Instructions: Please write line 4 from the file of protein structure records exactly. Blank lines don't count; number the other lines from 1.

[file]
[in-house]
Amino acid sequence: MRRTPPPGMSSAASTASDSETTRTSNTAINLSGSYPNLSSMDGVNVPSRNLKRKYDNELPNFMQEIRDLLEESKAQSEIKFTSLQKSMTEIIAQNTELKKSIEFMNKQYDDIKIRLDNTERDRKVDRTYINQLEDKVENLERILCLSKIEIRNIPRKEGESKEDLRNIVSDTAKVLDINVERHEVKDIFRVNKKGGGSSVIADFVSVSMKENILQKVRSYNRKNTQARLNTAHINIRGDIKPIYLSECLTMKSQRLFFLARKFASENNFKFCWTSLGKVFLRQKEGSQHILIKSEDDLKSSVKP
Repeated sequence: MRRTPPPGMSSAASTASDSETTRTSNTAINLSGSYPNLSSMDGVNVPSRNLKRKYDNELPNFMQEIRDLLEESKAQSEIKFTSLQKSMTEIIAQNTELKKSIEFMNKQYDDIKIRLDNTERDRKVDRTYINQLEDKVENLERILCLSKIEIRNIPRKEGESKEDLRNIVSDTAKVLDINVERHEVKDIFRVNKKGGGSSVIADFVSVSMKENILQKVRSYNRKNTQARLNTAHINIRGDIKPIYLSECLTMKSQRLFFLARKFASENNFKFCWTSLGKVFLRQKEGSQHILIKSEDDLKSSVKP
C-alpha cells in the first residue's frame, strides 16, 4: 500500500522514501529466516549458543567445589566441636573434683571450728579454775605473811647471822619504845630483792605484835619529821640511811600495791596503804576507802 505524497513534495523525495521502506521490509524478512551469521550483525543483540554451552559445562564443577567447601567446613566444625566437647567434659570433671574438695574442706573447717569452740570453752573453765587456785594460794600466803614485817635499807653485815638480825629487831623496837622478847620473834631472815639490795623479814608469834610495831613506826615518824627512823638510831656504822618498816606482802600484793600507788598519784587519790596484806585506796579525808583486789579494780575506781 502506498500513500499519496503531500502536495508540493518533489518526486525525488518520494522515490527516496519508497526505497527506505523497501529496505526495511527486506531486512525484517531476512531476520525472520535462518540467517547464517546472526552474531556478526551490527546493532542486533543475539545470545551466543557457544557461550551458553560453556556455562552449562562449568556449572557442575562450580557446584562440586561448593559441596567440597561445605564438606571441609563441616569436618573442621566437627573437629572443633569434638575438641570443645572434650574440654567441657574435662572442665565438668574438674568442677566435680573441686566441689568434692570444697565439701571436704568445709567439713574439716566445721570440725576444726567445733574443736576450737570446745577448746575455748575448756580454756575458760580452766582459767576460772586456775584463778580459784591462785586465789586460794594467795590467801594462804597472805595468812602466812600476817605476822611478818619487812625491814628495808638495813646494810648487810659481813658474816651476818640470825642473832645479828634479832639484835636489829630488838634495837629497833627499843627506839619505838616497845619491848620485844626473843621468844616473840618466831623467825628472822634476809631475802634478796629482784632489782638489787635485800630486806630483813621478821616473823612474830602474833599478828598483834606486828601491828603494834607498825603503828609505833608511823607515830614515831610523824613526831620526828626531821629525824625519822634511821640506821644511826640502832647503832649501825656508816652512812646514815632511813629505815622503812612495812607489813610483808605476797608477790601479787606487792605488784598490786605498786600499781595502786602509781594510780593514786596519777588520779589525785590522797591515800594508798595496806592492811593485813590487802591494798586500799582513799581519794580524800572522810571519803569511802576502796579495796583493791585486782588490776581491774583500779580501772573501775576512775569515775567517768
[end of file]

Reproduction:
C-alpha cells in the first residue's frame, strides 16, 4: 500500500522514501529466516549458543567445589566441636573434683571450728579454775605473811647471822619504845630483792605484835619529821640511811600495791596503804576507802 505524497513534495523525495521502506521490509524478512551469521550483525543483540554451552559445562564443577567447601567446613566444625566437647567434659570433671574438695574442706573447717569452740570453752573453765587456785594460794600466803614485817635499807653485815638480825629487831623496837622478847620473834631472815639490795623479814608469834610495831613506826615518824627512823638510831656504822618498816606482802600484793600507788598519784587519790596484806585506796579525808583486789579494780575506781 502506498500513500499519496503531500502536495508540493518533489518526486525525488518520494522515490527516496519508497526505497527506505523497501529496505526495511527486506531486512525484517531476512531476520525472520535462518540467517547464517546472526552474531556478526551490527546493532542486533543475539545470545551466543557457544557461550551458553560453556556455562552449562562449568556449572557442575562450580557446584562440586561448593559441596567440597561445605564438606571441609563441616569436618573442621566437627573437629572443633569434638575438641570443645572434650574440654567441657574435662572442665565438668574438674568442677566435680573441686566441689568434692570444697565439701571436704568445709567439713574439716566445721570440725576444726567445733574443736576450737570446745577448746575455748575448756580454756575458760580452766582459767576460772586456775584463778580459784591462785586465789586460794594467795590467801594462804597472805595468812602466812600476817605476822611478818619487812625491814628495808638495813646494810648487810659481813658474816651476818640470825642473832645479828634479832639484835636489829630488838634495837629497833627499843627506839619505838616497845619491848620485844626473843621468844616473840618466831623467825628472822634476809631475802634478796629482784632489782638489787635485800630486806630483813621478821616473823612474830602474833599478828598483834606486828601491828603494834607498825603503828609505833608511823607515830614515831610523824613526831620526828626531821629525824625519822634511821640506821644511826640502832647503832649501825656508816652512812646514815632511813629505815622503812612495812607489813610483808605476797608477790601479787606487792605488784598490786605498786600499781595502786602509781594510780593514786596519777588520779589525785590522797591515800594508798595496806592492811593485813590487802591494798586500799582513799581519794580524800572522810571519803569511802576502796579495796583493791585486782588490776581491774583500779580501772573501775576512775569515775567517768